The use of a Henry James passage for the film’s finish wasn’t just plucked from a bookshelf either. In fact I could never track down where it came from and would suggest that it’s a quote he created and attributed to the author. Fulci, a great fan of James, who never gave too much away about this feature, did confirm that it was heavily influenced by ‘Turn the screw’. He had to however, because the references are so obvious (especially the children being terrorised by a menace in a house with a bloody history). But there are also some nods to Lovecraft, especially that the film is set in Lovecraft County (New England).
So what we have here is a miss-understood masterpiece that got lost somewhere in poor translations. Or maybe not. Perhaps it is just the illogical rubbish that some have said – but that’s the beauty of a surrealist feature, it can be whatever you want it to be.
As a fan of this type of exploratory cinema, I prefer to think of it as I have described here, but either way the fact that it is open to this much discussion makes it the work of art that it is.
A slasher with a brain – and then some… You can watch it if you just want to see some (very typical, but gooey) stalk and slash murders or even if you want a little more...
Final Girl √
Directed by: Tyler Tharpe
Starring: Amy Paliganoff, Travis Patton, Andrea Johnson
Review by Luisito Joaquín González
Freak is not particularly rare or hard to find and it secured global distribution on both VHS and DVD, which is a real feat for a slice of regional filmmaking. Despite that status, it never gets mentioned really by any slasher enthusiasts that I speak to and it’s something of an overlooked entry to the category.
The production was launched ten months after the release of Scream, but this is no cash-in on the craze started by the cycle’s rebirth and feels cinematically closer to its earlier cousins. It was one that has been sitting on my shelf for a while, but it’s only now that I have found the time to give it a whirl.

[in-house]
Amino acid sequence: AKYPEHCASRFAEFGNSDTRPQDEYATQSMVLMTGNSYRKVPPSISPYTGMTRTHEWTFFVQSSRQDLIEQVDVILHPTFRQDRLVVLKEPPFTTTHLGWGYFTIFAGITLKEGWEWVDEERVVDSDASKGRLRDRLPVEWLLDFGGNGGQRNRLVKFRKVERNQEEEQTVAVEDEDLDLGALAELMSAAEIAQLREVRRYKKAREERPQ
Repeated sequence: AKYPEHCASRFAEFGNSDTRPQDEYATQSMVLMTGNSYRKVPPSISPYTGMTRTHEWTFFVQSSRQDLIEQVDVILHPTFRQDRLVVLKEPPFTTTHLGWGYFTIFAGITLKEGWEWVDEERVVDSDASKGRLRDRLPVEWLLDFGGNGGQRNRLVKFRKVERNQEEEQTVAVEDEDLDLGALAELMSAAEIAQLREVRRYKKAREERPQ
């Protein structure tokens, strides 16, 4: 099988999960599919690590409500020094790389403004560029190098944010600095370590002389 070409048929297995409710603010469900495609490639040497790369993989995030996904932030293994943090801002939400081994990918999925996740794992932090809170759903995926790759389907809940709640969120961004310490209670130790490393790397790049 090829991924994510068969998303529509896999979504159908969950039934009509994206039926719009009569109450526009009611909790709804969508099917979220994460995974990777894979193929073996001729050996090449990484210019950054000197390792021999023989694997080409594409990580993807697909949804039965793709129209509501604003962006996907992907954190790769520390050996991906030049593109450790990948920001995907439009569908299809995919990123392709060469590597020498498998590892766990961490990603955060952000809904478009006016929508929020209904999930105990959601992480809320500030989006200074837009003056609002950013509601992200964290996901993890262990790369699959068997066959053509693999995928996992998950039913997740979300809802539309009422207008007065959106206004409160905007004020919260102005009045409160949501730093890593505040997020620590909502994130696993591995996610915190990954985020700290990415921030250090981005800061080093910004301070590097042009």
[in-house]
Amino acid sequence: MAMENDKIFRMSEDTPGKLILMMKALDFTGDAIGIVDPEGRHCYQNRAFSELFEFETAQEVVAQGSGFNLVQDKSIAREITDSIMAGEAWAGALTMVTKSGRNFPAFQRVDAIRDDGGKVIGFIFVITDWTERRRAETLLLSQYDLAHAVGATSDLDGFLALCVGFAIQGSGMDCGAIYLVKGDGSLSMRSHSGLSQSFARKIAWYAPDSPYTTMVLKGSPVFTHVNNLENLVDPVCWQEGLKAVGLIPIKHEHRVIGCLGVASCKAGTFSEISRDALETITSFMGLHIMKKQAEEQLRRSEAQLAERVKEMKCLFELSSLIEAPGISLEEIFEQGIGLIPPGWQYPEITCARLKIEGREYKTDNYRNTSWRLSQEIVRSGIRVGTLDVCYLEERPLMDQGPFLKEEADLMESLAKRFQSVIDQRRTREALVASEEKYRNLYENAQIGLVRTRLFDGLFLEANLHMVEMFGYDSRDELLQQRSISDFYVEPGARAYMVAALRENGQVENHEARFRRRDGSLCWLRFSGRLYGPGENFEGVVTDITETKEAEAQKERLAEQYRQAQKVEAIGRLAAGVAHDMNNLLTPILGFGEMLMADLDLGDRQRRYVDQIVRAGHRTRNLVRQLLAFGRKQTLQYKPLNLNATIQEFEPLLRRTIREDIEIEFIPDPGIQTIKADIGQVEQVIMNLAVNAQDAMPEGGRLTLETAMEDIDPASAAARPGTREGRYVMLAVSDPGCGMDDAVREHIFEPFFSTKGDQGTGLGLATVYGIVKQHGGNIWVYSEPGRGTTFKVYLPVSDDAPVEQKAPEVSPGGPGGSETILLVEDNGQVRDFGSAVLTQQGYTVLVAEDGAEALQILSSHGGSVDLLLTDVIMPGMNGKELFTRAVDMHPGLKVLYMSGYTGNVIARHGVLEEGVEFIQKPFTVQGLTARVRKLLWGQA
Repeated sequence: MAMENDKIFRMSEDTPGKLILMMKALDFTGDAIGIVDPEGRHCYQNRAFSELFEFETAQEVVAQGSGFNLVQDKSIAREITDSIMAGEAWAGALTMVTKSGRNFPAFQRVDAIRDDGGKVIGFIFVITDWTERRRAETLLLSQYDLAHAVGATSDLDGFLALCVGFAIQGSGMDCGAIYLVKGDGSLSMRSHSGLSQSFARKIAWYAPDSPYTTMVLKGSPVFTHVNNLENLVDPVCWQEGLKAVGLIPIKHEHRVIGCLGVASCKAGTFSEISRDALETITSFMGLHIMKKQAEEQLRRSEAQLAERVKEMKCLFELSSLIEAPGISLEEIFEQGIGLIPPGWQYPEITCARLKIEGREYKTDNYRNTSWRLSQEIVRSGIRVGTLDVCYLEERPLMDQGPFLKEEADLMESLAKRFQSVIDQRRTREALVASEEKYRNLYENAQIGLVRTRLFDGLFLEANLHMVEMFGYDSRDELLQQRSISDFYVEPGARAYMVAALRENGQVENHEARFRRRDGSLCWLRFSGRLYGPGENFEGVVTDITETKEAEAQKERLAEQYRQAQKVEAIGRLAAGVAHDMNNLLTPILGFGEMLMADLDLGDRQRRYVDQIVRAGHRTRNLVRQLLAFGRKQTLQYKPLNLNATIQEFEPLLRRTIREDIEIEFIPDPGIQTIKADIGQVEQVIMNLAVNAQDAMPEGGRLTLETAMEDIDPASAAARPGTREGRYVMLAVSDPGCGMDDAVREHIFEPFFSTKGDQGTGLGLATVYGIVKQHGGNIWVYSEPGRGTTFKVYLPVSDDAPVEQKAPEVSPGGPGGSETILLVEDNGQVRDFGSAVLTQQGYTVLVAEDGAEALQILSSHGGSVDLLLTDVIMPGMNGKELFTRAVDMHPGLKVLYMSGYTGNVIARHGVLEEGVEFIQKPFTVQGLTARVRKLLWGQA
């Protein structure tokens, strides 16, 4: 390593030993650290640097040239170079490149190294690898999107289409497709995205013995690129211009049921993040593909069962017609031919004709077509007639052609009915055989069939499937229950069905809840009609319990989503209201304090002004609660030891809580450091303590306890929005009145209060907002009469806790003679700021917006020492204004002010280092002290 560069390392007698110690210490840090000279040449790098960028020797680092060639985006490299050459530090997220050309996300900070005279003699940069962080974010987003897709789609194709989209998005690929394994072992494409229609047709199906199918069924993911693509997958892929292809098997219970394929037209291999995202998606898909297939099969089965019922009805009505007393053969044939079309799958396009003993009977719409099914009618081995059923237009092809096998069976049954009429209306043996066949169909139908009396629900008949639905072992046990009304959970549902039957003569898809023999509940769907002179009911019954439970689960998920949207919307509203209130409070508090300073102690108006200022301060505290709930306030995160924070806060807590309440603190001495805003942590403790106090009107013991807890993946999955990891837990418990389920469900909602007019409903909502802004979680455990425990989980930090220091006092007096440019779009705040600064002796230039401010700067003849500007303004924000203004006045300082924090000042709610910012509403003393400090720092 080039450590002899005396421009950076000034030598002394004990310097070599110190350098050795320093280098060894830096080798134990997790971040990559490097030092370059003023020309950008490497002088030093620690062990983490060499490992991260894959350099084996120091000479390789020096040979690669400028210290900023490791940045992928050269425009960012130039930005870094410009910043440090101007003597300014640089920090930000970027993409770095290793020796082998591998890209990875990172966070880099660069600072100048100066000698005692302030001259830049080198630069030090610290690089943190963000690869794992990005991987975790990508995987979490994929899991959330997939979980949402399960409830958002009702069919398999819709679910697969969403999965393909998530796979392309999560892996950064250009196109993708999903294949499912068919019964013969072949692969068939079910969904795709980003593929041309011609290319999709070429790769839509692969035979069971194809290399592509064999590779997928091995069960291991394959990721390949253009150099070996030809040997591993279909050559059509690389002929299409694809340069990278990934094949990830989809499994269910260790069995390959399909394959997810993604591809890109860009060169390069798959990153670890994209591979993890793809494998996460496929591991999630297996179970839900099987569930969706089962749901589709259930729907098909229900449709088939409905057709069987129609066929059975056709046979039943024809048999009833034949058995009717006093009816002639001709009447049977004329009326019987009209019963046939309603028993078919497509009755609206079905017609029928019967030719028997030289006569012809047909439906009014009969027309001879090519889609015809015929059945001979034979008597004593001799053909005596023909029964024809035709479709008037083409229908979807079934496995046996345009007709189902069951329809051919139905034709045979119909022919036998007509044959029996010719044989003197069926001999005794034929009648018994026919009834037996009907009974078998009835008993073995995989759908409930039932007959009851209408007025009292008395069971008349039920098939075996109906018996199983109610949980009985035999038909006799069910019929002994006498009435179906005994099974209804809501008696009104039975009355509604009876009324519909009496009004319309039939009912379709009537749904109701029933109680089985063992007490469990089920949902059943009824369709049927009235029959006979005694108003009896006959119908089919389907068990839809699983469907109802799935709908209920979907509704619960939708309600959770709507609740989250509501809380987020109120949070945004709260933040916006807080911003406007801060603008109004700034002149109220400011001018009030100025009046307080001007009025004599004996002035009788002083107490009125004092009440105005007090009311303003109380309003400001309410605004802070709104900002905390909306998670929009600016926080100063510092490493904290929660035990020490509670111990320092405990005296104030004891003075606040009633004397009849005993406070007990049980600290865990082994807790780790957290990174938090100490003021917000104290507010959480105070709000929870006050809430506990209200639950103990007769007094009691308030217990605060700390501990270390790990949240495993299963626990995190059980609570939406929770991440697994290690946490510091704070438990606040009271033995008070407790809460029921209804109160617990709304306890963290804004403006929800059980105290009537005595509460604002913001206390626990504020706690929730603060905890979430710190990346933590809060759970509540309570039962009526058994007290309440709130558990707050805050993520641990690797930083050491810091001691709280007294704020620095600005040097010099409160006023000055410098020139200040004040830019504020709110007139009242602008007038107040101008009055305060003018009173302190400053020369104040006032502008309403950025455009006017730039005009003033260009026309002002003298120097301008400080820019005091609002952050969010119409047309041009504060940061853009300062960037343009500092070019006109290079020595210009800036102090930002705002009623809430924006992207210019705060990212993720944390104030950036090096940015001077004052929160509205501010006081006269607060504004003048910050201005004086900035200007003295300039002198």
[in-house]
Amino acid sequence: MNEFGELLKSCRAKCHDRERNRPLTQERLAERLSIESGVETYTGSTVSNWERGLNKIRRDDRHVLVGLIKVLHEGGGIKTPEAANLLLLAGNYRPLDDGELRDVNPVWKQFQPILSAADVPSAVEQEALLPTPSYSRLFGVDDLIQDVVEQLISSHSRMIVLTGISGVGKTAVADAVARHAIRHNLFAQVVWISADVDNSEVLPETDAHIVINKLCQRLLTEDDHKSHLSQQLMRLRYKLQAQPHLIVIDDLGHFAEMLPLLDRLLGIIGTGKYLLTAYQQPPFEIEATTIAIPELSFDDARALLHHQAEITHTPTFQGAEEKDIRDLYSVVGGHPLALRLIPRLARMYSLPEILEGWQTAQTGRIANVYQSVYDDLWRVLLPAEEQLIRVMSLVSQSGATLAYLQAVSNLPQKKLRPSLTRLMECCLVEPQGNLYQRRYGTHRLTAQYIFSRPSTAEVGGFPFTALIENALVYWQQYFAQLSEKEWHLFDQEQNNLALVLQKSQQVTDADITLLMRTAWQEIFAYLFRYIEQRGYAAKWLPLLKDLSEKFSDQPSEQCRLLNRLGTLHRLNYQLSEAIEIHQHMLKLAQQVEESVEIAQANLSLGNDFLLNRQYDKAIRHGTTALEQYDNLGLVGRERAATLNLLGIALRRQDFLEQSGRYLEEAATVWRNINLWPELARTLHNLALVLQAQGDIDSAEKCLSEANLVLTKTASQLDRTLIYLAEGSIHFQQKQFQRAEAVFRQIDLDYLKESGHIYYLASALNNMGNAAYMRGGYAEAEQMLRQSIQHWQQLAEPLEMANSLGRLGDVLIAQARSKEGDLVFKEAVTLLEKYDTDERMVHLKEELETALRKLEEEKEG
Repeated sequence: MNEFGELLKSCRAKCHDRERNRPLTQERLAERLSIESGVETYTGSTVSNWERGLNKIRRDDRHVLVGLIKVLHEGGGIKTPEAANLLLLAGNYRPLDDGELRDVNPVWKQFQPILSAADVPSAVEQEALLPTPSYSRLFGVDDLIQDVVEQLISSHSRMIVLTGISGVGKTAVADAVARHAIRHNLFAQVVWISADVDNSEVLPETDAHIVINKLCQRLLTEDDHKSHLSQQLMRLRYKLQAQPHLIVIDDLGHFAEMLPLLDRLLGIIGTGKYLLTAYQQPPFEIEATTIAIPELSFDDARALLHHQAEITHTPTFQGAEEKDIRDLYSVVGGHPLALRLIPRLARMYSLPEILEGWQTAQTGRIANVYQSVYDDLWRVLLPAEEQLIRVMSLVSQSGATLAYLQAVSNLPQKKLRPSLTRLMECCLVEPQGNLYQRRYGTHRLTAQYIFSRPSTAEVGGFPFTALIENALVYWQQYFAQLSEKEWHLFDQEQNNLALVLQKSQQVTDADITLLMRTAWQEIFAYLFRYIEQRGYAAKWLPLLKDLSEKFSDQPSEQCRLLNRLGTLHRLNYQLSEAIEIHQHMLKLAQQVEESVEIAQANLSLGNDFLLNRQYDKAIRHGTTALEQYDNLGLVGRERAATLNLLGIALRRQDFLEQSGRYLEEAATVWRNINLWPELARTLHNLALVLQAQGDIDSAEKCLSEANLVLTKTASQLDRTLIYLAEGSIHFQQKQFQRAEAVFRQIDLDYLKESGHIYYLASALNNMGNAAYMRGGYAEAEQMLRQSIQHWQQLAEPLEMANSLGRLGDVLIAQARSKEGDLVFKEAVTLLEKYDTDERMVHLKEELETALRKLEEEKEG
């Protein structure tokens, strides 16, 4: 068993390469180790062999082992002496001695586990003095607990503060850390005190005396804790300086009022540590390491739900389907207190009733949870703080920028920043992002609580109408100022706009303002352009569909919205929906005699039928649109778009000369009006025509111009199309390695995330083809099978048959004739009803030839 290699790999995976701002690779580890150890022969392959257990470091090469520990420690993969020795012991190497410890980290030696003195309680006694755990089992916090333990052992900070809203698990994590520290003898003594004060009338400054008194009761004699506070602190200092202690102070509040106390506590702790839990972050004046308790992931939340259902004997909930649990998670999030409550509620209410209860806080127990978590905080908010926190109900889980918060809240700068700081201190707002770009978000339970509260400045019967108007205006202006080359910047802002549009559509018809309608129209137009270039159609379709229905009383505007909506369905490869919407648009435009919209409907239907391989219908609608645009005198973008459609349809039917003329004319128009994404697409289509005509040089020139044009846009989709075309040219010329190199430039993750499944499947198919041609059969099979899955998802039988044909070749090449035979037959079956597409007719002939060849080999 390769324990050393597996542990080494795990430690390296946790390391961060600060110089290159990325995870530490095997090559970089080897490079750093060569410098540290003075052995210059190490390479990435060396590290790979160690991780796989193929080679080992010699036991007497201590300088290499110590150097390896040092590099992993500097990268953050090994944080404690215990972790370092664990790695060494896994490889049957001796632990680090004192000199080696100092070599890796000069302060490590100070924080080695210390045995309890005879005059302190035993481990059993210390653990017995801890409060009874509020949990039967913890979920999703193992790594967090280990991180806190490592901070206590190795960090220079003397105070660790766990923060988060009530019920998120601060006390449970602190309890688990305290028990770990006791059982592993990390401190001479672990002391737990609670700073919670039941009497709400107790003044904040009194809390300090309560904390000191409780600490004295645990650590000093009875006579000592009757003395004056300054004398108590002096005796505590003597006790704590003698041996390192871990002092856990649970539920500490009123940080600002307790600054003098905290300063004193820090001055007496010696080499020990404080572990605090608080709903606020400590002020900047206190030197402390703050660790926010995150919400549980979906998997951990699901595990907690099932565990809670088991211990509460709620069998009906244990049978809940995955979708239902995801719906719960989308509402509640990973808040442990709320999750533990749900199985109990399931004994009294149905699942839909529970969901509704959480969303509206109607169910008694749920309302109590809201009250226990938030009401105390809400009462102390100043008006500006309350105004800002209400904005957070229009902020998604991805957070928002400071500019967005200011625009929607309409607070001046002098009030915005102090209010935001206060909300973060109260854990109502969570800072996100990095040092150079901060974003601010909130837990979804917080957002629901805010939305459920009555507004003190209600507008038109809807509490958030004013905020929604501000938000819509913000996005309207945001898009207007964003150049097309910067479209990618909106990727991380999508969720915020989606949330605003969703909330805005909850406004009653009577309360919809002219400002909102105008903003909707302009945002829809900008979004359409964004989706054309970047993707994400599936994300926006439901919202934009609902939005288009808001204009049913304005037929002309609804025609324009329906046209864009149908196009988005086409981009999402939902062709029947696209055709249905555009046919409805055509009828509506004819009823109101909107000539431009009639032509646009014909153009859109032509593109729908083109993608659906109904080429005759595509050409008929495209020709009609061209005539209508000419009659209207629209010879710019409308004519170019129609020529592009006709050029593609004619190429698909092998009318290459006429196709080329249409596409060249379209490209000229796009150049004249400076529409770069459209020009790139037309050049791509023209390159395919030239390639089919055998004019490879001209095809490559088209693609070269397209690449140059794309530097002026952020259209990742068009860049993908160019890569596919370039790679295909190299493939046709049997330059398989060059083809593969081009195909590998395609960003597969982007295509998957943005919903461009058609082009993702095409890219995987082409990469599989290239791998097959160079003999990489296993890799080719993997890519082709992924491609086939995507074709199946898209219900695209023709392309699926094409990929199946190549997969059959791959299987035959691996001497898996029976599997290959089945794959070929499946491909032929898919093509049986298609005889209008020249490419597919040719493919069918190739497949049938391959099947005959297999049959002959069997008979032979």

In the opening, a disfigured child kills his mother with a rock in a macabre and daunting scene. Many years later, we meet Staci a young woman who is about to move house with her younger sister Jodi. They set off at the exact same time as the murderer from the opening is being transferred to a new hospital for treatment. After a mistake from the driver of the transportation van, the menace is free to roam the roads and he homes in on the two sisters as they head across the spacious Ohio farmlands.
Like most DTV slashers released over the past fifteen years, Freak has been visibly produced on the most minuscule of budgets. It works to the films favour however as the grainy 16MM photography and the desolate Midwestern backdrops give it a good gritty tone. The plot was heavily influenced by Halloween and shows no shame of wearing its inspirations on its sleeve. Much like the aforementioned classic, it spends time developing its characters and builds suspense through portraying the psychological effects of its actions rather than using sharp shocks and gore. I am inclined to label this as more of a slow building thriller than an out and out slasher film even if it does utilise every single cliché and knows within which genre it wants to be classified.
The maniac here looks really creepy in his workman clothes and face covered in bandages and comes across visually as a combination between Michael Myers and the nut job from Blood Harvest. His intentions are authentic as in he doesn’t seem to want to kill as many bystanders as humanly possible and instead he has a more deluded plan of action. The fact that he only murders three people (one in the prologue) may put off most gore hounds, but I quite enjoyed the steady simmering of the synopsis and it has a neat vibe of impending doom. The abused child coming back for revenge gimmick has been done a plethora of times, but here it is handled quite effectively with an authentic pay off. This also hints at an obvious plot twist that looked like a dead-cert, but it never really gets explained and is only conveyed through hints and guesses. I wonder if there are some missing scenes for this somewhere that never made the final print, because it’s unusual not to reveal such a branch in the story in further detail.